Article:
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Interesting Discovery About Breast Cancer Risk Factors

Updated on August 5, 2022
MariaMontgomery profile image

Maria is a master gardener and master of public health. She & her husband, known online as The Gardener & The Cook, live in coastal Alabama.

I suspect they meant waist size.


An Upward Change in Skirt Size Increases Risk of Breast Cancer by 30%

As a public health educator, I knew that obesity was a strong risk factor for breast cancer. Previous studies compared overweight women to normal weight women, seeking a link between overweight and the incidence of breast cancer. When the results of this study were published, it showed that, for the first time, researchers had focused on weight gain as a risk factor. I learned the risk factor of weight gain over time is far stronger than we realized. As with all scientific research, while the results often answer some questions, they frequently raise new questions. This study certainly raised some questions.

An increase of just one skirt size (I would have said waist size) each decade between a woman's 20s and 50s increases the risk of post-menopausal breast cancer by 33%. It gets worse: a change of two sizes increases the risk by 71%. It was predicted, based on then-current incidence of disease, that approximately 230,000 new cases of breast cancer would be diagnosed during the following year. During Breast Cancer Awareness Month each October, both of these findings should draw far more attention than they probably would at any other time of year.

Large Sample Size Yields Trustworthy Results

According to Dr. Usha Menon, one of the co-principal investigators (co-PI), this study followed 92,834 women. The women were asked what skirt size they wore during their 20s, 30s, 40s, and 50s. To allow for any confounding factors, they were also asked about the number of pregnancies and concomitant (associated) weight gain, history of smoking and/or drinking, use hormone replacement therapy (HRT), and family history of ovarian cancer or breast cancer.

Often sample size (the number of people in a study) is too small to yield statistically significant results. This study, however, had a large sample size, which made the results far more impressive. During the study, 1,090 (1.2%) of the 92,834 study subjects developed breast cancer. Without getting out my old statistics textbooks and doing a quick refresher course, I would say this is significant. When looking at incidence of disease among adults, we generally look at the number of cases per 100,000. In round numbers, this study found almost 1,100 out of almost 93,000 to develop the disease in the course of the study. The number of study subjects who will develop the disease in the future, of course, remains unknown.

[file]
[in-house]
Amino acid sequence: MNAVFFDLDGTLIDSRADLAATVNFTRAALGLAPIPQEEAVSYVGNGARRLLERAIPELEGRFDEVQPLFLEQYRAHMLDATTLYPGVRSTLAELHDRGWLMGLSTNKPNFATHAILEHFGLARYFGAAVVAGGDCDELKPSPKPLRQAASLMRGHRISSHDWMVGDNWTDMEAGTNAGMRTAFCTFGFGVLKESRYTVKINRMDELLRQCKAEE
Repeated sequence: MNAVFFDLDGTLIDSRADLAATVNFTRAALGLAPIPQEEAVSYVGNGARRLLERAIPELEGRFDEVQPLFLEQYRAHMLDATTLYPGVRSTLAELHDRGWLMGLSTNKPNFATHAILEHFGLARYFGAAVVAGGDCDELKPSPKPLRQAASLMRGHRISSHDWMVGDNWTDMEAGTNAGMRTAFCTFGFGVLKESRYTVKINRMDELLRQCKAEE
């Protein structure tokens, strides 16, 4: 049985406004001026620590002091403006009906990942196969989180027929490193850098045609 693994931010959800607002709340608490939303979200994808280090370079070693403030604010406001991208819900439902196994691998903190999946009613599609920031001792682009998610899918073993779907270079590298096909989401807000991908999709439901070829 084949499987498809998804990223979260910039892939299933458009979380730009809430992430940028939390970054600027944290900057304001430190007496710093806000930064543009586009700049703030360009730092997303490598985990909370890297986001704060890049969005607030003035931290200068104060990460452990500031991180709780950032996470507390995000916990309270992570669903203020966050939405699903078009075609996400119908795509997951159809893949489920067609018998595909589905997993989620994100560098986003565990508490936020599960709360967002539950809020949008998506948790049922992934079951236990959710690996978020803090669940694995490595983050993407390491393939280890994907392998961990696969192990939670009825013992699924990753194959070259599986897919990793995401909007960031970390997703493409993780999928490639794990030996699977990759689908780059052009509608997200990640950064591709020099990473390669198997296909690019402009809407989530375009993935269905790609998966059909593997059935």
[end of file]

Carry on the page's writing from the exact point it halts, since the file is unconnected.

A Poll About Skirt Size

What skirt size did you wear in your 20s?

See results

How Does Fat Contribute to the Development of Cancer Cells?

That is the $64,000 question. We know that what has been called "toxic fat" tends to collect around the abdominal area. We also know from earlier studies that abdominal fat is more active metabolically than other fat. It has been suggested that chronic inflammation (frequently caused by sugar and other carbohydrates) may be a factor, as well as insulin resistance and gender-specific hormones.

Future research should answer some of these questions. If this issue is important to you, please let your senators and house representatives know your preferences on scientific research. Also, please participate in some way in Breast Cancer Awareness Month every October.

A Poll About Your Current Skirt Size

What Skirt Size Do You Wear Now?

See results

What's a Girl to Do?

I was a size 4 when I married my husband 30 years ago. While I am still smaller than many of my friends and relatives, I am a bit larger around the abdomen and hips than I would like to be. Larger than is healthy. I would love to be back to a size 4 or even a 6 or 8.